Slowing the Mold Growth on Stored Corn: The Effects of Vinegar, Baker’s Yeast, and Yogurt on Corn Weight Loss

(1) Saint Mary Magdalene School, Apex, North Carolina

There are many methods for preserving grain, most of them chemical. The application of chemical preservatives, such as strong acids or antifungal chemicals, has negative effects on farm storage facilities, animals, and humans. Biologically and environmentally friendly inhibitors can reduce the growth of harmful fungi and molds while also having nutritional benefits. In this study, three substances were used to study mold growth on corn kernels. Vinegar, baker’s yeast, and yogurt were applied to corn. Tap water was used as a control. Prior to adding these three substances the corn was steeped to reach a 30% moisture level and stored in Ziploc- plastic bags at room temperature (approximately 25C). Bags were weighed once a week and weight losses were recorded. Weight loss after four weeks was highest in the water treatment and lowest in the baker’s yeast treatment. Both the yogurt and baker’s yeast treatment were associated with more weight loss during the first week than the other two treatments, weight loss being a measure of mold growth. However, the baker’s yeast and yogurt treatments were associated with the least amount of weight loss during the last two weeks of incubation. Vinegar was very successful at preventing weight loss during the first week of incubation but the corn lost weight at a rate similar to that of the control during the following three weeks. In conclusion, biological treatments were as successful as chemical treatments in slowing down mold growth in corn after four weeks of incubation.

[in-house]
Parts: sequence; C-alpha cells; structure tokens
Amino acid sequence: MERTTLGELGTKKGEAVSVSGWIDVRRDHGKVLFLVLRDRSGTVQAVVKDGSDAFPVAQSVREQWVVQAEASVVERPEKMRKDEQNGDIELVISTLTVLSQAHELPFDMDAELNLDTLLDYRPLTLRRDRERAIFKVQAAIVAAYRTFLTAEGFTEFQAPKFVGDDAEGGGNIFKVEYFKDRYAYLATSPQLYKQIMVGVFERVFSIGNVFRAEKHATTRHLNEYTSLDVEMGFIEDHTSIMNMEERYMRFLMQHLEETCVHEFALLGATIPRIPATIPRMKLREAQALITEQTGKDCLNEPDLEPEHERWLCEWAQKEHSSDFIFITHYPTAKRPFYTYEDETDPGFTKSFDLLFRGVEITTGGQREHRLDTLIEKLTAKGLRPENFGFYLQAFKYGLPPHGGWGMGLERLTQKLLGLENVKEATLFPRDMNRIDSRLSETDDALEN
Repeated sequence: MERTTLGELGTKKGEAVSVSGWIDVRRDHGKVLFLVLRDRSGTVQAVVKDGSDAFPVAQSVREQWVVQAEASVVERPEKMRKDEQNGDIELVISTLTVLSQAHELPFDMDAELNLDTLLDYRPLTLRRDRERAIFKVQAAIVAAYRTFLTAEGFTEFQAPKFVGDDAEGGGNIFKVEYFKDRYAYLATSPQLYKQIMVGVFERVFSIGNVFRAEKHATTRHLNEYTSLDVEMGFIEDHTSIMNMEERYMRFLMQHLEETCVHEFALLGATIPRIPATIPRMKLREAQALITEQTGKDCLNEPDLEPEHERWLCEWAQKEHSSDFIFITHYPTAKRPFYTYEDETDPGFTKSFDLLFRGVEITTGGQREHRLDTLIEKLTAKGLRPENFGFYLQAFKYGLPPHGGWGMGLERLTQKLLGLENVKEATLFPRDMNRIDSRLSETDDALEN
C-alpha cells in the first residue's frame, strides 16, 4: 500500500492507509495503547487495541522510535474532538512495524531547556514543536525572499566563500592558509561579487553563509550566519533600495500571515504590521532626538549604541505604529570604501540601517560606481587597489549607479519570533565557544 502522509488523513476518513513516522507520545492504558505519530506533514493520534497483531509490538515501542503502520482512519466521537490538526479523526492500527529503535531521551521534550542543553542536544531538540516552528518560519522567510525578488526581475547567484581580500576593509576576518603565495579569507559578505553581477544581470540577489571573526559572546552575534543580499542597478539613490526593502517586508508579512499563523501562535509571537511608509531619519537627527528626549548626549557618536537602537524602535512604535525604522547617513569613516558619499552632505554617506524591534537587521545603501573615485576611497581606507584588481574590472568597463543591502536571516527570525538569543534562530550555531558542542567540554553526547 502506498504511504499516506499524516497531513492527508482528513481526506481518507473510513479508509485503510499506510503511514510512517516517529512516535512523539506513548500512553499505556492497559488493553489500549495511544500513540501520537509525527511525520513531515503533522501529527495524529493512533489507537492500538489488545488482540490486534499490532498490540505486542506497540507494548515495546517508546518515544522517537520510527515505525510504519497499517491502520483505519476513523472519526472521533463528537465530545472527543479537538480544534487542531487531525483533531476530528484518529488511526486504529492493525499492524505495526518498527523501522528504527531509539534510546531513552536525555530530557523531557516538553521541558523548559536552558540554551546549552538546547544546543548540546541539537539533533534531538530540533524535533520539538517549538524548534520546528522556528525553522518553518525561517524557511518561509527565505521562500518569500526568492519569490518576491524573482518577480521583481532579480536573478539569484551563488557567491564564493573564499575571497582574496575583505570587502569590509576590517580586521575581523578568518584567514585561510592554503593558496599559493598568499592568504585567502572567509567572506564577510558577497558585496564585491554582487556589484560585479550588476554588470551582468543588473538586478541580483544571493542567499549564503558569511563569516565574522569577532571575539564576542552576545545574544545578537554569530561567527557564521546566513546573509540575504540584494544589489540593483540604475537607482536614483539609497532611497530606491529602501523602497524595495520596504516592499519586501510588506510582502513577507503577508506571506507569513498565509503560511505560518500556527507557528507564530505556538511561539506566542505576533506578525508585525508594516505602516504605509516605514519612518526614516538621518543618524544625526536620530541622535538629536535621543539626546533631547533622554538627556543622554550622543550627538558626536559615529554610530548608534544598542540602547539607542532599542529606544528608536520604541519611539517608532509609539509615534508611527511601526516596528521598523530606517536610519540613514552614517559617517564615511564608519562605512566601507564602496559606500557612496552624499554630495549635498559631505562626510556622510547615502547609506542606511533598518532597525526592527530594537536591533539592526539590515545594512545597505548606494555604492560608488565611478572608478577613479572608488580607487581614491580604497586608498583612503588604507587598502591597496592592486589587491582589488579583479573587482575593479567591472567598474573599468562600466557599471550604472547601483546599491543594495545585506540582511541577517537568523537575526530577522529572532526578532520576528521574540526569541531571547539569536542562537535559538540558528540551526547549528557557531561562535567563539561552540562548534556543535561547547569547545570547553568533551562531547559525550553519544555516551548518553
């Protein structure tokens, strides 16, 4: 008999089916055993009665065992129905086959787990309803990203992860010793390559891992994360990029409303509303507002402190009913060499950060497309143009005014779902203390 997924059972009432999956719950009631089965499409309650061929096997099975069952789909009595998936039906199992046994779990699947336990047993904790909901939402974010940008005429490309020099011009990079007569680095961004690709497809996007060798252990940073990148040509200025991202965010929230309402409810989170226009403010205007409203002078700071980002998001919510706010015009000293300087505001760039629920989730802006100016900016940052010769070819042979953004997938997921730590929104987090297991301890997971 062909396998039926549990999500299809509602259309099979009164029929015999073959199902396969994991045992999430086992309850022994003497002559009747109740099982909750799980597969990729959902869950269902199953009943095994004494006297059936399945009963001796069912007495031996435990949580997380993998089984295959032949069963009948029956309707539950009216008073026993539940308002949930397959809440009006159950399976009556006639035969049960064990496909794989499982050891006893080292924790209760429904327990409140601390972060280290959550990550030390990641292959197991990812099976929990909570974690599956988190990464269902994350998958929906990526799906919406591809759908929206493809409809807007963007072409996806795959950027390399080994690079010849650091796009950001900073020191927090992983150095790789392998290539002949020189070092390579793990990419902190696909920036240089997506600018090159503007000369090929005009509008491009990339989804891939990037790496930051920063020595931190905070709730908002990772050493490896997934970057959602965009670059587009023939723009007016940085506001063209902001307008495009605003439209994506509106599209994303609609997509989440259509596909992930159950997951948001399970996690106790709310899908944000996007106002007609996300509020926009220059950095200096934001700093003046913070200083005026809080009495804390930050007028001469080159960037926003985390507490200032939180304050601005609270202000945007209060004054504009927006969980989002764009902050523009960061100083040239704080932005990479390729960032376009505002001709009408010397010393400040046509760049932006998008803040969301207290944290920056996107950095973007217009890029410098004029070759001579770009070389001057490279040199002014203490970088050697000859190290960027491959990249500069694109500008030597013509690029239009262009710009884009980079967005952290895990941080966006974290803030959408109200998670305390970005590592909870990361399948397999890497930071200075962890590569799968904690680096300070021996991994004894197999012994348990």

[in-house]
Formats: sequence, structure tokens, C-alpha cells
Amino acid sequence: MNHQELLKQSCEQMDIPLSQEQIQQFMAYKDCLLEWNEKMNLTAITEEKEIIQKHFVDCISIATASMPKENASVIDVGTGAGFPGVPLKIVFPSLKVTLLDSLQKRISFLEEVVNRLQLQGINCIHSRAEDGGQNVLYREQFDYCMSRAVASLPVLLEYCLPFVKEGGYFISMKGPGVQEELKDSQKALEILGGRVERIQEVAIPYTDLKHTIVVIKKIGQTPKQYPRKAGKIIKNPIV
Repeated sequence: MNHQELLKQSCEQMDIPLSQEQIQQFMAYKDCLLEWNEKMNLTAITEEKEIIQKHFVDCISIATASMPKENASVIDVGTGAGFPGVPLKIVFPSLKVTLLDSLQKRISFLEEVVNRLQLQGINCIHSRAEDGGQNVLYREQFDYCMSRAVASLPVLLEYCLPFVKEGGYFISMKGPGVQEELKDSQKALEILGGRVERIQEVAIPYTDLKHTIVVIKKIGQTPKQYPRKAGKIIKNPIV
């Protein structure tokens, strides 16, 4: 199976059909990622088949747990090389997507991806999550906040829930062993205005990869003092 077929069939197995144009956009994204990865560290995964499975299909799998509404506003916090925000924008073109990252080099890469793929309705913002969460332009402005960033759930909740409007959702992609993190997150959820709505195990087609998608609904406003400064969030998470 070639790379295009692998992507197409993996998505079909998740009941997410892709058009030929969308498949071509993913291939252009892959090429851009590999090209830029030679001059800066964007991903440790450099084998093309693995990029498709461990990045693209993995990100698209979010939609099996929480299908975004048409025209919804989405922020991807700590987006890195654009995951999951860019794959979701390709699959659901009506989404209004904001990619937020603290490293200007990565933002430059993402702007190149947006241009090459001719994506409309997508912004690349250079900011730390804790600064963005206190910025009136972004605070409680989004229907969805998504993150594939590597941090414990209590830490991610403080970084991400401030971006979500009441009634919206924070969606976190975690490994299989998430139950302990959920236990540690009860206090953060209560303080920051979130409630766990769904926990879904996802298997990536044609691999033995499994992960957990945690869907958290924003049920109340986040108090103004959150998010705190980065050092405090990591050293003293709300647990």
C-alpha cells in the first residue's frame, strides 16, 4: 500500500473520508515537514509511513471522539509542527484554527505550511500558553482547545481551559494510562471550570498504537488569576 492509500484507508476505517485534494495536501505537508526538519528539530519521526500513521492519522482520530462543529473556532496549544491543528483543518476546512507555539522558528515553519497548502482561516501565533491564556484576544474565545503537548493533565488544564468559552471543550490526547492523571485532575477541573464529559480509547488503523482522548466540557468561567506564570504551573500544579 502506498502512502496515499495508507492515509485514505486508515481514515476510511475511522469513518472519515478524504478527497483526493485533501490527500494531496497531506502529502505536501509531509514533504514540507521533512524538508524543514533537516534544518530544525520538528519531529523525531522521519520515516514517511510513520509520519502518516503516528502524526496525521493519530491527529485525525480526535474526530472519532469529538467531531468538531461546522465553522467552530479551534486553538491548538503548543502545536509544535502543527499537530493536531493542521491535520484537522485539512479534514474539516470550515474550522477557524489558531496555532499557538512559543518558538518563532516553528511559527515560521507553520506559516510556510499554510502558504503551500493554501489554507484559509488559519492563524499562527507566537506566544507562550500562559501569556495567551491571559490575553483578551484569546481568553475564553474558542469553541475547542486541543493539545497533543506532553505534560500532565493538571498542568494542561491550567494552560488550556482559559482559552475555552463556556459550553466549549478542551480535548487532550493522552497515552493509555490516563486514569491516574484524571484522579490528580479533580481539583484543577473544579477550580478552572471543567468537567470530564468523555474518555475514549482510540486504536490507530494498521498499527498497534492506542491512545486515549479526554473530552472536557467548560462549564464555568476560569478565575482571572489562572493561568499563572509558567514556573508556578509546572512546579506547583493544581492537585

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This article has been tagged with:

environmental biology agriculture food science
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